Joe Jackson: Fool

Music Reviews Joe Jackson
Joe Jackson: Fool

“Long live the jester!” Joe Jackson crows in “Fool,” the title track for his 20th album. Written as Jackson heads into his fourth decade as a career musician, his tongue is as acidic as it ever was, and it’s hard to tell where the comedy ends and the tragedy begins.

“Fool” cribs, appropriately, from Twelfth Night’s “The Wind and The Rain,” but adds a sitar and a punk rock snarl, partially howled through a megaphone like a tea-sipping Tom Waits. It’s a telling homage to snarkier catalogue entries like I’m the Man and Look Sharp, but it’s also the most energetic song on the album. It shouldn’t work—is that a tango I hear?—but Jackson has the marvelous ability to fuse genres without ever resorting to the cliched.

Similarly, “Fabulously Absolute” has the same discordant punk posturing, more John Lydon than the “Steppin’ Out” songwriter we may recall, but the chorus brings that lovely piano back to the forefront, at least for a moment. The clever rage that put him alongside contemporaries like Elvis Costello and Graham Parker has not mellowed with age, but has sharpened to a dagger-like point, a single bullet directly aimed.

But it isn’t all spittle and spite. By contrast to the eponymous Fool, “Dave” is a happy jester, content with his home in a cave and his two cups of tea and his simple life while Jackson laments how the rest of us rush through our lives. “Strange Land” almost feels like it could be narrated by Dave—perhaps the time he went to Spain?—and is a classically Jackson ballad that winds it’s melody through false endings and the sweetest kind of piano-bar heartbreak.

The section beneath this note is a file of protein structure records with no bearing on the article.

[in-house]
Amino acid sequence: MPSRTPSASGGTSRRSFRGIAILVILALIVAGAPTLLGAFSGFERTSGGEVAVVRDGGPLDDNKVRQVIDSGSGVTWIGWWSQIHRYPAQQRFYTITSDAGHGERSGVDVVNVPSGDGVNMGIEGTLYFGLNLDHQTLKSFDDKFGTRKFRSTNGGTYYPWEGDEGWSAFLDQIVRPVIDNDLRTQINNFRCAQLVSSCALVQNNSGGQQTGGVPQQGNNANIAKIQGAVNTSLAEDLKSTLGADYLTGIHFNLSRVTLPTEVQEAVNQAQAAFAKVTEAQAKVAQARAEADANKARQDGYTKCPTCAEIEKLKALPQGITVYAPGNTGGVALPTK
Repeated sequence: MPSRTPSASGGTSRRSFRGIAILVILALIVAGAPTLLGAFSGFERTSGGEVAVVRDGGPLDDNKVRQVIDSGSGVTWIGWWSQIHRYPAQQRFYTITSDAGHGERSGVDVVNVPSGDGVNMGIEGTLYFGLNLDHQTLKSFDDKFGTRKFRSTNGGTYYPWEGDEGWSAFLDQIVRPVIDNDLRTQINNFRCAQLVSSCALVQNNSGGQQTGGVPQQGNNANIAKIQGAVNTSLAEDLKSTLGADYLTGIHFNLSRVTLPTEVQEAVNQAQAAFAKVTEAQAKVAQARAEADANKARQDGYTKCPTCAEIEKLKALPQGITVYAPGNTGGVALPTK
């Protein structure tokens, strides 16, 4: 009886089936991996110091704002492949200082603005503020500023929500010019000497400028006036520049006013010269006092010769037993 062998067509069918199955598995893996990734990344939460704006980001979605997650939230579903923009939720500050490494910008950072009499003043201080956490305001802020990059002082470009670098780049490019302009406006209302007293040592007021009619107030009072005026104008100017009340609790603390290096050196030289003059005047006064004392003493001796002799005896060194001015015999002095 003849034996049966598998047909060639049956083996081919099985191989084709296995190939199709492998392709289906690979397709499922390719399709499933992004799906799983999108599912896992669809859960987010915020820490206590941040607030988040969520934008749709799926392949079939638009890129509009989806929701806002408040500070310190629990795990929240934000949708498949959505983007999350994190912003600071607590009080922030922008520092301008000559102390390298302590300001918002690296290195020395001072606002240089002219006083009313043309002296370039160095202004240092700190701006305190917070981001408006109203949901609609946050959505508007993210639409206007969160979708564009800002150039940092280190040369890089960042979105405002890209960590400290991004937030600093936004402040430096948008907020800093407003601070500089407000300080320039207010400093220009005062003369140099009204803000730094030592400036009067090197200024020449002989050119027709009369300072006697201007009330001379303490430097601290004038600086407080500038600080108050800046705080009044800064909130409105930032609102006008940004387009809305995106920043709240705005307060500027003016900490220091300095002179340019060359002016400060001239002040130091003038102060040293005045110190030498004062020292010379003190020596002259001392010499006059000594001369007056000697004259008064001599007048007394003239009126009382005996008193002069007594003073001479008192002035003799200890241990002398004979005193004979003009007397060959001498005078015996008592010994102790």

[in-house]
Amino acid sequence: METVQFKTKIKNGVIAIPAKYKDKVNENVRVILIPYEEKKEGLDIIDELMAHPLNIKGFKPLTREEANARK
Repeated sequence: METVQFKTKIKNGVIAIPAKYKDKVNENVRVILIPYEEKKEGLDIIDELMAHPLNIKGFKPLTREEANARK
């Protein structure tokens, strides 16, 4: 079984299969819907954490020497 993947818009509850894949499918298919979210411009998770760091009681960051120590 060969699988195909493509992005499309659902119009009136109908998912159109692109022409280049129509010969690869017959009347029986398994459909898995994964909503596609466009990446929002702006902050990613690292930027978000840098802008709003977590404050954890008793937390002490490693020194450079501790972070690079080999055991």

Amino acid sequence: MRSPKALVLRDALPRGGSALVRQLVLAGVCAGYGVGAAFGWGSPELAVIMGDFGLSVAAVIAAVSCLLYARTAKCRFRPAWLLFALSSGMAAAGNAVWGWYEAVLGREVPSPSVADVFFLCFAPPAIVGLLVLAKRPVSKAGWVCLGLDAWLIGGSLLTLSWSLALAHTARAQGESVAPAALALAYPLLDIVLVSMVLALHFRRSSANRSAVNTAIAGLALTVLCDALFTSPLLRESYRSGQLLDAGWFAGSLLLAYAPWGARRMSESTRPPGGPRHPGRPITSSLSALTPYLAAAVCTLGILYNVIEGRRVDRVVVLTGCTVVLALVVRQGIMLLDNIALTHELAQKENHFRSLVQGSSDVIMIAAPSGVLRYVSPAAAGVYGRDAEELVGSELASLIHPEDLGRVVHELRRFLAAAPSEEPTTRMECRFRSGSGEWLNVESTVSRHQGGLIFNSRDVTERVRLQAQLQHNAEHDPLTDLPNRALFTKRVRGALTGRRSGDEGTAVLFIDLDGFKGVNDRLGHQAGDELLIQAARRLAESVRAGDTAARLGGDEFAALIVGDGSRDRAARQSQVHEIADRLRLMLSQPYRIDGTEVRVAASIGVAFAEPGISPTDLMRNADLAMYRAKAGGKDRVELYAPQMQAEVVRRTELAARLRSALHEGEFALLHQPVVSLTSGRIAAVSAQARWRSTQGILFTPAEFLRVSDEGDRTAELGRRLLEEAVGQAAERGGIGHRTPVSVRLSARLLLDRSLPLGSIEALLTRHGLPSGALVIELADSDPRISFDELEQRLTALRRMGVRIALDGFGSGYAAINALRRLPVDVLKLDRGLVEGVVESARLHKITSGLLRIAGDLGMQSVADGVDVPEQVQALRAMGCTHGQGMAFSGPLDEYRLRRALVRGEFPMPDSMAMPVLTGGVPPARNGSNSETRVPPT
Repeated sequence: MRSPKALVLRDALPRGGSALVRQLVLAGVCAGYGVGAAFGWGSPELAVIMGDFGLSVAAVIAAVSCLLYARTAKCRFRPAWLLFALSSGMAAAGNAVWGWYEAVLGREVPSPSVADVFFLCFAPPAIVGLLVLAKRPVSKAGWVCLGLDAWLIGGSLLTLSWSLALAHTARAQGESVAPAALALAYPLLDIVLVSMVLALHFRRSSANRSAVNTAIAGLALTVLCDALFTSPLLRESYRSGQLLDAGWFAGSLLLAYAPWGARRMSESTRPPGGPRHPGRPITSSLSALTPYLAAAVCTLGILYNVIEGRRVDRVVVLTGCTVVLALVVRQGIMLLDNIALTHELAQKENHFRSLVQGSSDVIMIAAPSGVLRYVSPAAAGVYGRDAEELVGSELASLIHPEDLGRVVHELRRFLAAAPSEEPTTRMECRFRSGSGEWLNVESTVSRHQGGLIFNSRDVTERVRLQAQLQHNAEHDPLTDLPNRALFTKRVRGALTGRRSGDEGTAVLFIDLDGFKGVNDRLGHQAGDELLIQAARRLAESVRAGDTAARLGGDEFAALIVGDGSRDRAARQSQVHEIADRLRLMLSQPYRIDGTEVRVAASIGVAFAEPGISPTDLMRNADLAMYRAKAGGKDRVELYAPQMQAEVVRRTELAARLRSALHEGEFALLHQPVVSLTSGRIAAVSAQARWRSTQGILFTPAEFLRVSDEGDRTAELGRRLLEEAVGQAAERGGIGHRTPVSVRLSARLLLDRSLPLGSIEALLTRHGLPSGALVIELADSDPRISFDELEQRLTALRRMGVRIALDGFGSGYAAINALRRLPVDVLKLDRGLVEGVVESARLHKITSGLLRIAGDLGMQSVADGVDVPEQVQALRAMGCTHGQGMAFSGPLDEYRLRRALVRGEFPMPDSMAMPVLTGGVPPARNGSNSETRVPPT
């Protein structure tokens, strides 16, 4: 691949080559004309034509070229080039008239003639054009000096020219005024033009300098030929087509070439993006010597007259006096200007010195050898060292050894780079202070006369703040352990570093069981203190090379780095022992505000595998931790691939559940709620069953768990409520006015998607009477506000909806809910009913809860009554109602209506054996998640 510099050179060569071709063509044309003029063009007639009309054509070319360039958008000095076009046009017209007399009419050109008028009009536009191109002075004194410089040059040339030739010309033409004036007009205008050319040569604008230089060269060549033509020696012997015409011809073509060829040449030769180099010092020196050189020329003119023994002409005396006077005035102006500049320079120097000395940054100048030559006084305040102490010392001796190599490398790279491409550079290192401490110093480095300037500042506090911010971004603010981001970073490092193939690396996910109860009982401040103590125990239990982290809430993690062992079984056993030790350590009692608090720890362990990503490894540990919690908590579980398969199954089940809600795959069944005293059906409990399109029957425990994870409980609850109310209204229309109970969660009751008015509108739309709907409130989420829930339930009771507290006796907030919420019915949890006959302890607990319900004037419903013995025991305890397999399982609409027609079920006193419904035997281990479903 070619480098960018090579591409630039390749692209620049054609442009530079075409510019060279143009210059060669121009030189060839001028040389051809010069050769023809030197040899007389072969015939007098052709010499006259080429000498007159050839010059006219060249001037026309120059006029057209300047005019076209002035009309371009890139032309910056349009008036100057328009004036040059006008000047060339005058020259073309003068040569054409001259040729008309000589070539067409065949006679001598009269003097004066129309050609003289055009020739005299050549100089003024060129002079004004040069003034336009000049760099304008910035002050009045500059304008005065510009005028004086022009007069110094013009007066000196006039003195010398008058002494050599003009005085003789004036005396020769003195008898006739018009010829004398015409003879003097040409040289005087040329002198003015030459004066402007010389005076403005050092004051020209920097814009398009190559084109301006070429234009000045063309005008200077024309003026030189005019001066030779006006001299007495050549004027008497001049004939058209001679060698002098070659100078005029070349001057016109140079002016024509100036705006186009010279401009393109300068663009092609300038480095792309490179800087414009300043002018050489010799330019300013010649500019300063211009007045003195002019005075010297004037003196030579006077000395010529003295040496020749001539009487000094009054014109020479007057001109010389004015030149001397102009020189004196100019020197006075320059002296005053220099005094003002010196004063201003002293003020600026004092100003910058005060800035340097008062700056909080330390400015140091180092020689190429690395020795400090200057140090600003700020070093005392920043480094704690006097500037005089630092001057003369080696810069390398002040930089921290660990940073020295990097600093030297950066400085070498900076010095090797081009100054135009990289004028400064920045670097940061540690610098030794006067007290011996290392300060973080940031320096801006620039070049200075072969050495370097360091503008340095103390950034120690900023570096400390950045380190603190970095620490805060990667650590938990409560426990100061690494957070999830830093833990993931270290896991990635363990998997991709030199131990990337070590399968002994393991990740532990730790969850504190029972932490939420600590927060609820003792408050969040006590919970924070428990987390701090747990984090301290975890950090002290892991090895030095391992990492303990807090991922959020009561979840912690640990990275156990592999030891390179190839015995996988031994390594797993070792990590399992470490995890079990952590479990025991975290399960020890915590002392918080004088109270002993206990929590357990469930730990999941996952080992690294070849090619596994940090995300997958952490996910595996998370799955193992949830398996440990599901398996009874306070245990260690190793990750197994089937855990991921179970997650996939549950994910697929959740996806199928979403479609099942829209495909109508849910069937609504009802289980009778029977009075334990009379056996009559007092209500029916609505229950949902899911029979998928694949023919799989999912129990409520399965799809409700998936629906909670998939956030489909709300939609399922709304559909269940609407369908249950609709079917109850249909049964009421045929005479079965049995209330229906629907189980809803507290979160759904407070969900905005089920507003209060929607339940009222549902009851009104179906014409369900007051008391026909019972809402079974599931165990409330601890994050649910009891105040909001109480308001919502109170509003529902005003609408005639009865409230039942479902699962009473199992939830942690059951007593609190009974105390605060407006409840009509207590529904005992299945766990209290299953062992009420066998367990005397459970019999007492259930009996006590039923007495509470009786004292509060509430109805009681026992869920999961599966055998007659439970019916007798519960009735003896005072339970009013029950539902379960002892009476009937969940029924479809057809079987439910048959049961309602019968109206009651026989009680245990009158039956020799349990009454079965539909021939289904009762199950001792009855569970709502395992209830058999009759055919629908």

Jackson, a longtime smoker who once authored a pamphlet, Smoke, Lies and the Nanny State, sounds surprisingly great, with neither age, overuse or cigarettes wearing on his voice. Bassist Graham Maby keeps things grounded and groovy, while Doug Yowell’s drums usher the songs along at a steady if unremarkable rhythm. Guitarist Teddy Kumpel really gets to show his stuff on “Friend Better,” a song that sounds like it was left off Laughter & Lust. Nothing is wasted, and the album is just over 40 minutes long, forgoing a contemporary bloat. Jackson says what he says and then it’s onto the next tune.

It’s easy to fall instantly in love with Jackson’s earlier work, like Night & Day or Body & Soul but Fool is a bit of a commitment. You have to make a dedicated effort to give it a couple of listens; no song immediately jumps out. But like a delicious meal, it’s worth chewing over slowly, savoring what each song brings to the palate, and each listen brings out something new. By the third spin, it will be like an old friend has joined you at dinner.

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